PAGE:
Rather than focus on the employee’s out-of-pocket expenses, the court took a novel approach by considering the employer’s benefit. The court wrote that if it were to rule otherwise, “the employer would receive a windfall because it would be passing its operating expenses onto the employee.” The court did not specify how much an employer must pay an employee for his or her cell phone use. The court wrote that to be in compliance with section 2802, “the employer must pay some reasonable percentage of the employee’s cell phone bill.” The appellate court left it to the trial court to sift through the various cell phone plans and calculate the reimbursement owed to each employee.
Because it defies common sense, this ruling will catch many California employers off guard. Prudent employers will reevaluate their policies and practices related to the use of personal phones.
What is “Mandatory”?
Note that the court’s ruling addresses the “mandatory” use of personal cell phones for business purposes. Where an employer does not mandate the use of personal phones, reimbursement for incidental business use may be unnecessary. It seems, however, that the definition of “mandatory” may be pliable. Certainly it includes a direct instruction to use personal phones. Employee advocates may argue that the word also contemplates circumstances in which an employee is expected to make telephone calls at times and places where a company-issued phone is not available. For example, an employee who is required to make a call while traveling may not have any other practical choice but to use his or her own phone.
In light of this ruling, California employers “mandating” the use of personal cell phones ought to formulate a reimbursement plan. Unfortunately, the court did not provide any guidance on how to do this when employees do not incur an actual expense. The court requires the employer to “pay some reasonable percentage” of the bill. The decision makes passing reference to Schwan’s earlier practice of paying employees $2 per day, but the court did not express an opinion on the propriety of that practice.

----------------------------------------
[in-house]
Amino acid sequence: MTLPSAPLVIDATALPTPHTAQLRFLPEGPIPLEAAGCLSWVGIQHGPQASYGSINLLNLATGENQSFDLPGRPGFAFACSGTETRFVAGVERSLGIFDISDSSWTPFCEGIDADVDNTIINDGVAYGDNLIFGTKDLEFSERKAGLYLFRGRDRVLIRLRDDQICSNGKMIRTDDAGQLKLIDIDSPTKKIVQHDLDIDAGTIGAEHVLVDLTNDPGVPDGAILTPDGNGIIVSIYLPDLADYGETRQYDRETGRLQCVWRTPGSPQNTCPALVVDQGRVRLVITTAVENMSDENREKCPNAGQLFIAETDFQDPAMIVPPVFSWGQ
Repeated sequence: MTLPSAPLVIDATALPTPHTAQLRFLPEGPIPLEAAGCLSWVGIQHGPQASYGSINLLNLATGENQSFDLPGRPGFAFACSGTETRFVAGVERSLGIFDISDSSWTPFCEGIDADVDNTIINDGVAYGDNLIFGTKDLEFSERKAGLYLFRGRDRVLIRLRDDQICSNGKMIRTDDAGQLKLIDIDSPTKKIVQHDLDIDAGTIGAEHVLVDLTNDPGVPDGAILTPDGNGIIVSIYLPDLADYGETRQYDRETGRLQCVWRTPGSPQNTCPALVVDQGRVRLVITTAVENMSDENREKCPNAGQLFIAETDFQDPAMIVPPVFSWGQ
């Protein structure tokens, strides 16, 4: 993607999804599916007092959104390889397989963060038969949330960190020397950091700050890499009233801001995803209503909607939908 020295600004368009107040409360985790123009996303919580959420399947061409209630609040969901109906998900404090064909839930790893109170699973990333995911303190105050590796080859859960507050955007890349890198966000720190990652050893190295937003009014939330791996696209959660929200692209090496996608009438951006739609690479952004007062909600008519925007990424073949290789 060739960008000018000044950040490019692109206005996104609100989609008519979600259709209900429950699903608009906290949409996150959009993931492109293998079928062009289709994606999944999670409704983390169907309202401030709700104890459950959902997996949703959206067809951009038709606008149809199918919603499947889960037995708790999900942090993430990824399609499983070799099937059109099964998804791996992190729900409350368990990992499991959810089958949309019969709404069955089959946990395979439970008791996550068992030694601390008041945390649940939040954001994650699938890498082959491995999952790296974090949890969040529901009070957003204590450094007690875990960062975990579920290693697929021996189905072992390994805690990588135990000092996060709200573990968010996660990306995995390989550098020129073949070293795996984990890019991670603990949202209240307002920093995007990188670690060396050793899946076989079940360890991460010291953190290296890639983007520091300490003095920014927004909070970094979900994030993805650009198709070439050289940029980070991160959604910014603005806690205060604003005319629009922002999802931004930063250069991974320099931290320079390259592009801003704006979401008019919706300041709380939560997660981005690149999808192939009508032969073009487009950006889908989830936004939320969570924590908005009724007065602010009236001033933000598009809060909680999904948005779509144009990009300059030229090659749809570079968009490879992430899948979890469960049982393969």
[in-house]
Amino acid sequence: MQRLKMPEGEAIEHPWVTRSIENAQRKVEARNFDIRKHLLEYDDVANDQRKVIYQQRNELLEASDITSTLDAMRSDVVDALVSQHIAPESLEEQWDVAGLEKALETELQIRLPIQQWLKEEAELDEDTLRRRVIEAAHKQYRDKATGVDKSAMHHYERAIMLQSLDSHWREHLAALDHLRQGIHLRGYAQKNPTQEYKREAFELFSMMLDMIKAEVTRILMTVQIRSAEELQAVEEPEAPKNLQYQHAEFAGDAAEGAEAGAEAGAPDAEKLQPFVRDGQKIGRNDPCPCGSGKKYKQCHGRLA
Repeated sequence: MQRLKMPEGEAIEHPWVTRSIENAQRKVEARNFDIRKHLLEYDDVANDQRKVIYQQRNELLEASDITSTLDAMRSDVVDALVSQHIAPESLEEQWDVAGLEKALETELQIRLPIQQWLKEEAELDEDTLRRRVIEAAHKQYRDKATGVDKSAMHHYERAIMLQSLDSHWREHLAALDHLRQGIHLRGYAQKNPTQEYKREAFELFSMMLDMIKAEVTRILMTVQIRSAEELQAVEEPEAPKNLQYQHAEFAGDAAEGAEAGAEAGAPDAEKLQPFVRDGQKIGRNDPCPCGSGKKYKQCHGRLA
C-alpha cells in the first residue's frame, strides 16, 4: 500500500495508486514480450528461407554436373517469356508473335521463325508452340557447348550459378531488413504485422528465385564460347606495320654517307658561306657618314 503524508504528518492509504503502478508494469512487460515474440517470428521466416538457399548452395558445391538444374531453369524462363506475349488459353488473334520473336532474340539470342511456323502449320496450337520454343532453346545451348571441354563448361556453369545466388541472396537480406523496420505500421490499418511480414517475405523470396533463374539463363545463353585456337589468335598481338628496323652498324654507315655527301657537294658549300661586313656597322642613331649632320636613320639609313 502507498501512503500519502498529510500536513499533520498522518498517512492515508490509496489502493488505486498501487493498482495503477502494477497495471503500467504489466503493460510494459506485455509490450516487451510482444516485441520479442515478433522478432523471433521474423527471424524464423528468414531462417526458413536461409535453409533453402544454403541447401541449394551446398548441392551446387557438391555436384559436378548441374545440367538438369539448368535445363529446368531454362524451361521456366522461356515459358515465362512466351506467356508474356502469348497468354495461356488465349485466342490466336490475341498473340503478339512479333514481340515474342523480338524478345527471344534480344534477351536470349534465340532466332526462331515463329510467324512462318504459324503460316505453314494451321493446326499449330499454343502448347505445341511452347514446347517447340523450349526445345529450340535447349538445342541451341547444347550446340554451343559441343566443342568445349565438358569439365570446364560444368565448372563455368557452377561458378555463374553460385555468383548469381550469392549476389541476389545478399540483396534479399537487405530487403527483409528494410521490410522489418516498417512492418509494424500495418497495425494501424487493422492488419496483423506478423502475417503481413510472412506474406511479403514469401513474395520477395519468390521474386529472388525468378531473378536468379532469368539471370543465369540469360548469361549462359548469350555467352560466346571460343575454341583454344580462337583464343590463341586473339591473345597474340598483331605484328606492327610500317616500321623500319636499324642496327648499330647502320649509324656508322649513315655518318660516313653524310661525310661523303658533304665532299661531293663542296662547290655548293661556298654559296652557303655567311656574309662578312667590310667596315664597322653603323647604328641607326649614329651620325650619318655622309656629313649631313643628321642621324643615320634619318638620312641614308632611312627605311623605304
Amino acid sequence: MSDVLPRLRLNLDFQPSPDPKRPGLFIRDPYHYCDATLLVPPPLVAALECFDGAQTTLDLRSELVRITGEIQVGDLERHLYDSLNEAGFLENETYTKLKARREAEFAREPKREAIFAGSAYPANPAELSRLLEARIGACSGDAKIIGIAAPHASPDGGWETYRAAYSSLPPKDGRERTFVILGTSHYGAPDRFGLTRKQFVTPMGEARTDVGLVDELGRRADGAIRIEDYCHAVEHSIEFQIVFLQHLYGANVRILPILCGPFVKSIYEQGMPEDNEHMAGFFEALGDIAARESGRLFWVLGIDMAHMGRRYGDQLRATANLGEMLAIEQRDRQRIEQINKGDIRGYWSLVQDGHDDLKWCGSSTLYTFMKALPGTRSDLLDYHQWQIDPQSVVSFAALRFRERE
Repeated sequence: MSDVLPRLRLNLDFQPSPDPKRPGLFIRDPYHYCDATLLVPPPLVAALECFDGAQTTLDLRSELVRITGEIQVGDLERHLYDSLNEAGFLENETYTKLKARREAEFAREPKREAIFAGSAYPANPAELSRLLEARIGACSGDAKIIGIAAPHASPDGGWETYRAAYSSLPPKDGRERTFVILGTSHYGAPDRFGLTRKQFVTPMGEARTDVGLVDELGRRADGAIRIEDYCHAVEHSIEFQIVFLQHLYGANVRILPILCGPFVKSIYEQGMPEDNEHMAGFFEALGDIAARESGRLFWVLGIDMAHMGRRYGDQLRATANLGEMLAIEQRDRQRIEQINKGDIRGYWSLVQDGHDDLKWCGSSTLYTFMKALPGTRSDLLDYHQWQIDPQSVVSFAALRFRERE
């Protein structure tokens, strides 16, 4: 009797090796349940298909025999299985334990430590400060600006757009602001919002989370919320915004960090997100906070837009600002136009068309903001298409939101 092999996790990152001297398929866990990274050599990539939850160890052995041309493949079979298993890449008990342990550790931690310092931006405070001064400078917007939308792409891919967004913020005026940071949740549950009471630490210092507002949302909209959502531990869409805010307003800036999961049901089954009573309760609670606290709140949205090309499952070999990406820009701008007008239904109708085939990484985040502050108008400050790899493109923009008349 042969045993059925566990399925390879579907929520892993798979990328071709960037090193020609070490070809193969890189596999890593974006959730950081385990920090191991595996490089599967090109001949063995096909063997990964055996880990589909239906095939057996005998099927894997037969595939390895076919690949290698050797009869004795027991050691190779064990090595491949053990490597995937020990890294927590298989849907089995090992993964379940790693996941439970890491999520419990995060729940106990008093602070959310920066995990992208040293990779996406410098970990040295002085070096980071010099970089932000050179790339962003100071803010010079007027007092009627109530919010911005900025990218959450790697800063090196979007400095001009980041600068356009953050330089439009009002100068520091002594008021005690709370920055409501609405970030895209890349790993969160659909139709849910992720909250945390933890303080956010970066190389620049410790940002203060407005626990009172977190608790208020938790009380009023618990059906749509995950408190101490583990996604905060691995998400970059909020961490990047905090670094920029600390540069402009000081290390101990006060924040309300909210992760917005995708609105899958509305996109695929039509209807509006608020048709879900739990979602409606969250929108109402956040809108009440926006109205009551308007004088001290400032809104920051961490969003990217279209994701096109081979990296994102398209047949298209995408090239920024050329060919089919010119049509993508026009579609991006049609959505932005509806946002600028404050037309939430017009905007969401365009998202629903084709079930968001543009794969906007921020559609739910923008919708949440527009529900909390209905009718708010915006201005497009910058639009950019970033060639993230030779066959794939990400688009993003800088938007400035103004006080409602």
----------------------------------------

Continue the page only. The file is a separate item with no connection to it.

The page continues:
Issue Company Equipment.
One way to avoid the Labor Code section 2802 quandary is to issue company cell phones to employees, while at the same time prohibiting the use of personal phones. According to Lara C. de Leon, a shareholder in the Orange County office of Ogletree Deakins, “The court’s ruling is a stark reminder that the realities of modern-day living do not always fit easily with the requirements of the Labor Code. The lessons here are manifold: If an employer’s policy or practice requires employees to use their personal cell phones for business purposes, it must reimburse them for that usage. There are a number of alternative methods of reimbursement to consider, including offering a set stipend, reimbursing per actual use, or even taking responsibility for the entire bill. Whichever method is chosen, an employer should make sure it is reasoned and supported by adequate analysis to ensure that employees are being reimbursed adequately. Additionally, employers should provide employees an avenue to claim additional reimbursement in the event that their actual usage exceeds the reimbursed amount. This decision may also have implications beyond personal cell phones and could apply to other technologies such as smartphones, tablets, and laptops. Employers would be wise to take a holistic view of the personal devices employees are required to use for their work and tailor their policies accordingly.”